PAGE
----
Please refer to the following reaction formula VII, which is a reaction of (S)-N-tert-butoxycarbonyl-4-iodophenylalanine with tributyl borate and t-butylmagnesium chloride (t-BuMgCl) to obtain (S The chemical reaction formula of -N-tert-butoxycarbonyl-4-dihydroxyboryl-L-phenylalanine.

Figure PCTCN2016094881-appb-000013

The specific operation process is as follows:

1. Construct a reaction unit with a 250 mL three-neck bottle.

2. Tributyl borate (17.65 g, 76.68 mmol, 3.00 eq) was placed in a 250 mL reaction flask at 20-30 °C.

3. Sodium hydride (1.02 g, 25.56 mmol, 1.00 eq) was added to a 250 mL reaction vial at 20-30 °C.

4. (S)-N-tert-Butoxycarbonyl-4-iodo-L-phenylalanine (10.00 g, 25.56 mmol, 1.00 eq) was added to a 250 mL reaction vial at 20-30 °C.

5. Reduce the temperature of the reaction system to 0 ° C under nitrogen atmosphere, slowly add t-butyl magnesium chloride (1.7 M in THF, 120 mL, 8.00 eq) to the reaction, the dropping time is about 30 minutes, and the control temperature is 0. Between °C and 10 °C.

Stir at 20.20 ~ 30 ° C for 20 hours.

7. HPLC detection of the basic reaction of the raw materials, leaving only about 0.7% of the raw materials.

8. At a temperature of 0 ° C, 5 mL of water was added dropwise to the reaction to quench it. After complete quenching, stirring was continued for 10 minutes.

9. Cool down to 0 ° C, add methyl tert-butyl ether (50 mL) to the reaction and adjust the pH to 3 with 37% HCl (about 50 mL) (detected with a pH meter), adjust the pH during the process to exotherm, control the temperature at 0 Between °C and 15 °C.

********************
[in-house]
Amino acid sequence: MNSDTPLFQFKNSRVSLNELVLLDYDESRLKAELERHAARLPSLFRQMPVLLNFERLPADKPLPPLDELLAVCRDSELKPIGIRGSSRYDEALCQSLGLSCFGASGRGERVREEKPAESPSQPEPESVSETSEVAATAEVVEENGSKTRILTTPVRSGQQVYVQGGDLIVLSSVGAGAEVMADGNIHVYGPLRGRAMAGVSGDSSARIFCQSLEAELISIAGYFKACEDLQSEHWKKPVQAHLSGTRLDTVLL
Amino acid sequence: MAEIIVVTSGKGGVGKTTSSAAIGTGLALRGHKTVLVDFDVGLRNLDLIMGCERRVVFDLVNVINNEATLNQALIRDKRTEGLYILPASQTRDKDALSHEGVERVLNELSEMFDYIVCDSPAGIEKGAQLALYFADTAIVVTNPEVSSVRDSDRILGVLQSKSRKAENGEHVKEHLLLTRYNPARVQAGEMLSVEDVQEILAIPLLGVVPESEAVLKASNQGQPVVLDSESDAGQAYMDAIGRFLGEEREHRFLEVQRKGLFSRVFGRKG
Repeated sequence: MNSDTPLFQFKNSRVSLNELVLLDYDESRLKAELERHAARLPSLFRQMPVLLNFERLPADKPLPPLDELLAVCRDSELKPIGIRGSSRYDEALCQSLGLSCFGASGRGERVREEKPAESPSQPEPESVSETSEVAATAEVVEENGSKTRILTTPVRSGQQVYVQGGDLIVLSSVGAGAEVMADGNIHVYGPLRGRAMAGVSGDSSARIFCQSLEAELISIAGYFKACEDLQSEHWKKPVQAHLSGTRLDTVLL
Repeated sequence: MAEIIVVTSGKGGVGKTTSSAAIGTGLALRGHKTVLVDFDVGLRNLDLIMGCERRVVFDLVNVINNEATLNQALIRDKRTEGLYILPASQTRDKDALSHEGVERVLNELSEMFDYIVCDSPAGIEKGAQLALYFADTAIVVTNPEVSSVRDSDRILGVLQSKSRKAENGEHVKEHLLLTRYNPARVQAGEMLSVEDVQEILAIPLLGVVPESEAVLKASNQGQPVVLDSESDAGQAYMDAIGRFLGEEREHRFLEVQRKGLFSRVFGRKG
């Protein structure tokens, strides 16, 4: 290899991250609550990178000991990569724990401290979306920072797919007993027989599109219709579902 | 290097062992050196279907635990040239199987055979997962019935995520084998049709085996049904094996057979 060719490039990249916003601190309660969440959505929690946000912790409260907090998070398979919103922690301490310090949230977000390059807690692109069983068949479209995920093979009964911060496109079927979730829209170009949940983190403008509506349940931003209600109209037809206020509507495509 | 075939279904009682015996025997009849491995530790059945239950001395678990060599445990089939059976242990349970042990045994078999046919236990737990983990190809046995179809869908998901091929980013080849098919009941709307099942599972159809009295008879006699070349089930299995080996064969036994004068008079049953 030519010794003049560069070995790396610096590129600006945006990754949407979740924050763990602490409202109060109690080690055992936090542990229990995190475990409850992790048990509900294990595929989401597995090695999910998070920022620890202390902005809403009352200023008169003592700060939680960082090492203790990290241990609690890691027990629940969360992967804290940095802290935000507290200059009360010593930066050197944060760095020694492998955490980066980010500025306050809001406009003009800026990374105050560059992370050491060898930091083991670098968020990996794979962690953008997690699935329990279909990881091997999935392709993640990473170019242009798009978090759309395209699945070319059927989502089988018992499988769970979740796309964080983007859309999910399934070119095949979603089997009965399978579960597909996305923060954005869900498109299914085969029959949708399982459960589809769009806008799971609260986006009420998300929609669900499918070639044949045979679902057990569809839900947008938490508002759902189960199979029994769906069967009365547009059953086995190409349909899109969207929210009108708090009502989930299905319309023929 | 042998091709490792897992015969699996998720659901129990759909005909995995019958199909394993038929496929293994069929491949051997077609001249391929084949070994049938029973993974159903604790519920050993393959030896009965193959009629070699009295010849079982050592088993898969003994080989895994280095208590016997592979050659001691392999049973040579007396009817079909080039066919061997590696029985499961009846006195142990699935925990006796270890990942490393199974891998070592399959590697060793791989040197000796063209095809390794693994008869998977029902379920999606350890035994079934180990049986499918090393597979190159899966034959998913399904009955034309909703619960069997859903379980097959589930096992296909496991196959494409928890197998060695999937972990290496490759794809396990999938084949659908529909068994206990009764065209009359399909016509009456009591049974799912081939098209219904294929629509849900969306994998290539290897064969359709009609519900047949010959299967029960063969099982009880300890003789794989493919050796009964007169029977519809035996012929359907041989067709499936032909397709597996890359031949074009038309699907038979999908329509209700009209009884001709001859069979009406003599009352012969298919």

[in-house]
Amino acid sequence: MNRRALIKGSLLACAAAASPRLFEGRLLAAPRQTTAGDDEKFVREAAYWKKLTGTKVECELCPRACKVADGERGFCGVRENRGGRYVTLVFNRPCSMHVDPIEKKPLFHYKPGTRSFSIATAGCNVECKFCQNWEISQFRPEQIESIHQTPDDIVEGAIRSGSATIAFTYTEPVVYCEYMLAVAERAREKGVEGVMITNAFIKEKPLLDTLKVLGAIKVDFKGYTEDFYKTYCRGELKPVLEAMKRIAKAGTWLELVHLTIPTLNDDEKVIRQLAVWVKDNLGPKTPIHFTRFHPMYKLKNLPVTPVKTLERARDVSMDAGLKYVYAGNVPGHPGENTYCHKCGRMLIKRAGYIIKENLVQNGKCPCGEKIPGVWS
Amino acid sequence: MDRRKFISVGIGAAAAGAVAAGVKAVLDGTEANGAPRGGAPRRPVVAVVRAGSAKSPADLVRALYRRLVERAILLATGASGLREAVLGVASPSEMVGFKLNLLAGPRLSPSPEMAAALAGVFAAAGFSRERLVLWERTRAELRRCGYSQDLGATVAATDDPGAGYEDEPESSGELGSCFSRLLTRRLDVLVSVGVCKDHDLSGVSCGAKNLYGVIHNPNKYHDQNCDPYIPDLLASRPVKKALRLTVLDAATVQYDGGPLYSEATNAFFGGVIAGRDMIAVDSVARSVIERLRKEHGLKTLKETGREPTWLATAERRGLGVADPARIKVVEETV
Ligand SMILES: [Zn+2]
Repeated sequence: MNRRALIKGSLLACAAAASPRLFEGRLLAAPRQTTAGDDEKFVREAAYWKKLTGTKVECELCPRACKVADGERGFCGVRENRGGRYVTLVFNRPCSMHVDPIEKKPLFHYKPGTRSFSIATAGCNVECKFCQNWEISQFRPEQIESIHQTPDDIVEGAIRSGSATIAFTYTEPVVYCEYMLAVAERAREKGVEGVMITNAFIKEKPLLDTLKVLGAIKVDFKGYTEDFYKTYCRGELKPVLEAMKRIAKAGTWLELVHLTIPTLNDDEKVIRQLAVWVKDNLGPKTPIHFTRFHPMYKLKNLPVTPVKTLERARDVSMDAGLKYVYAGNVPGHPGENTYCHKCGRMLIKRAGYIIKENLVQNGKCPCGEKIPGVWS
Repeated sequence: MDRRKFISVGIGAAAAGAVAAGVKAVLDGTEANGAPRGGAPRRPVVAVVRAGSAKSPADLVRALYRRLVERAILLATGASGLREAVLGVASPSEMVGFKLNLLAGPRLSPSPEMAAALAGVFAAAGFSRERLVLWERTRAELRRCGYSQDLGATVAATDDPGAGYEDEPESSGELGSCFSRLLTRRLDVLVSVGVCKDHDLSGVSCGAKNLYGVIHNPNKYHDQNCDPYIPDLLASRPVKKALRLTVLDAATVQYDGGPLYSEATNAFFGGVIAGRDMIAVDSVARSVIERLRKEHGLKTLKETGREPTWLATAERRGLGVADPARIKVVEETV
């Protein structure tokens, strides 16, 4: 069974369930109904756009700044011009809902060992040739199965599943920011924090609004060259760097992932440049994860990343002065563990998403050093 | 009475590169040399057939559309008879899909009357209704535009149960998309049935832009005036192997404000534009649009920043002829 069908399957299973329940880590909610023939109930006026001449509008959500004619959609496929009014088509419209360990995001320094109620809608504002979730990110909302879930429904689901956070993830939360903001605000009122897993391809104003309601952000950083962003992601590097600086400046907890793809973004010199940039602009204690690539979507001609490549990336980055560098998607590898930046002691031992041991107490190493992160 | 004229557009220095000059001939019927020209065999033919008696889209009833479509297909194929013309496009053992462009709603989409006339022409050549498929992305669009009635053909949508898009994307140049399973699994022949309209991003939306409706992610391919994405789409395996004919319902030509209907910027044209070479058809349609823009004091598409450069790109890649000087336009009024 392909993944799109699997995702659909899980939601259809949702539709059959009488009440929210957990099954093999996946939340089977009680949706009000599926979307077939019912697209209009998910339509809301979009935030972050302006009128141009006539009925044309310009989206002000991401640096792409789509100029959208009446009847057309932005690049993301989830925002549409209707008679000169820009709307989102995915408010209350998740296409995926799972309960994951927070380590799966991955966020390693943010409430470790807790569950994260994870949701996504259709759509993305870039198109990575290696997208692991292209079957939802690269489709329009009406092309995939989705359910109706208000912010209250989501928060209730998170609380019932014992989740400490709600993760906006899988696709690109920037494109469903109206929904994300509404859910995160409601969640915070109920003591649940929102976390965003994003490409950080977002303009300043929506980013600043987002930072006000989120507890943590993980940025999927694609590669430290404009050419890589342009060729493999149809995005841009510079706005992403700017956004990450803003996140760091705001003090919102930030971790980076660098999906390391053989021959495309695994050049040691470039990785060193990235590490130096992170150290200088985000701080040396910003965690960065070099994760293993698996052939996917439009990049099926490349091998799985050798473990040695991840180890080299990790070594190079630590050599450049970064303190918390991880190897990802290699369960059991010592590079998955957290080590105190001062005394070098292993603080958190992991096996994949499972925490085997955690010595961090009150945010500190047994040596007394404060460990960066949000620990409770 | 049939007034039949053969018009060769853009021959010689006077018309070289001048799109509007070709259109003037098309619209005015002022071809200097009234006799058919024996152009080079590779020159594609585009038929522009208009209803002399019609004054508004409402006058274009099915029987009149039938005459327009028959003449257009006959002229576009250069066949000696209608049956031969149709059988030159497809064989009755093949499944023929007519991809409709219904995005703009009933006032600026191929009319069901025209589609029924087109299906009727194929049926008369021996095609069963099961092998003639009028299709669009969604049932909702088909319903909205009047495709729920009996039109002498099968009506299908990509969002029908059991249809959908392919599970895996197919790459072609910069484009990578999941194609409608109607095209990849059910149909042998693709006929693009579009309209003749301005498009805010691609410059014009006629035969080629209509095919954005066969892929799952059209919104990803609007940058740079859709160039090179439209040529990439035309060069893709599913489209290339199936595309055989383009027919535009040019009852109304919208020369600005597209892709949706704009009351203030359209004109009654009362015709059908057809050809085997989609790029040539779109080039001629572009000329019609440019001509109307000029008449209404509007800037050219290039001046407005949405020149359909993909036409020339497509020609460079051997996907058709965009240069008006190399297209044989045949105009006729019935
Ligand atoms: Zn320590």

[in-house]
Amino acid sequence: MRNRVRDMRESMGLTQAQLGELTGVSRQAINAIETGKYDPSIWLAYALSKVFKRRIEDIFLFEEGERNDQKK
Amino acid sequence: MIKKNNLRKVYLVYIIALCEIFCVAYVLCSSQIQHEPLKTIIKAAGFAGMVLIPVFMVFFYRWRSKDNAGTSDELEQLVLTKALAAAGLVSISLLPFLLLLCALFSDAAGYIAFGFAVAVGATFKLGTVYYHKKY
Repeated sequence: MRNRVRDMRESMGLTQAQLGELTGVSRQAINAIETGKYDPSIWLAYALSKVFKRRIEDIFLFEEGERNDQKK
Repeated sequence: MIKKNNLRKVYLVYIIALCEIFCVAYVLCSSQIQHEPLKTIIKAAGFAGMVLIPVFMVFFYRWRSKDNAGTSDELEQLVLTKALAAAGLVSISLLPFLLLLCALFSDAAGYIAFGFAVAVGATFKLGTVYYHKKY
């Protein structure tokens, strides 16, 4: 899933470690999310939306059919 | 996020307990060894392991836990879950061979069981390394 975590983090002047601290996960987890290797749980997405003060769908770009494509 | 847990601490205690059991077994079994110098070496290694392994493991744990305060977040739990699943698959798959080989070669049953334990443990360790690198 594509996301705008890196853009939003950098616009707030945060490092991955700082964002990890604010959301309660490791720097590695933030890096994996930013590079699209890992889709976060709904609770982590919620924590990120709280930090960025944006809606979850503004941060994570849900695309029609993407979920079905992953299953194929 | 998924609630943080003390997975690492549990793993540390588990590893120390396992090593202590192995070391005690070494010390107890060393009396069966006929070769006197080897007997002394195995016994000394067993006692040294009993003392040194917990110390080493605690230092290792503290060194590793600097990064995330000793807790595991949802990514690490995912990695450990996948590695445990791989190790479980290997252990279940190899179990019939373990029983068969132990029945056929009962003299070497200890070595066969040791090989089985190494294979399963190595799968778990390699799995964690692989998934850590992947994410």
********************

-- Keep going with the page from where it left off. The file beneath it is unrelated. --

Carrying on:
12. The aqueous phase obtained by liquid separation was extracted once with methyl t-butyl ether (50 mL) and the organic phases were combined.

12. Add NaOH solution (1M, 55mL) to the obtained organic phase to adjust the pH to between 12.10-12.6. The process is exothermic and the temperature is controlled between 0 °C and 15 °C.

13. Liquid separation, the obtained aqueous phase was extracted once with n-butanol (50 mL), and most of the impurities were extracted and removed.

14. The aqueous phase obtained by liquid separation was adjusted to pH 3 with 37% HCl and stirred for about 30 minutes to precipitate a white solid.

15. Filtration gave a white solid which was washed once with dichloromethane (50 mL).

16. The precipitated solid was slurried with 25 mL of dichloromethane at 25 ° C and stirred for 10 minutes.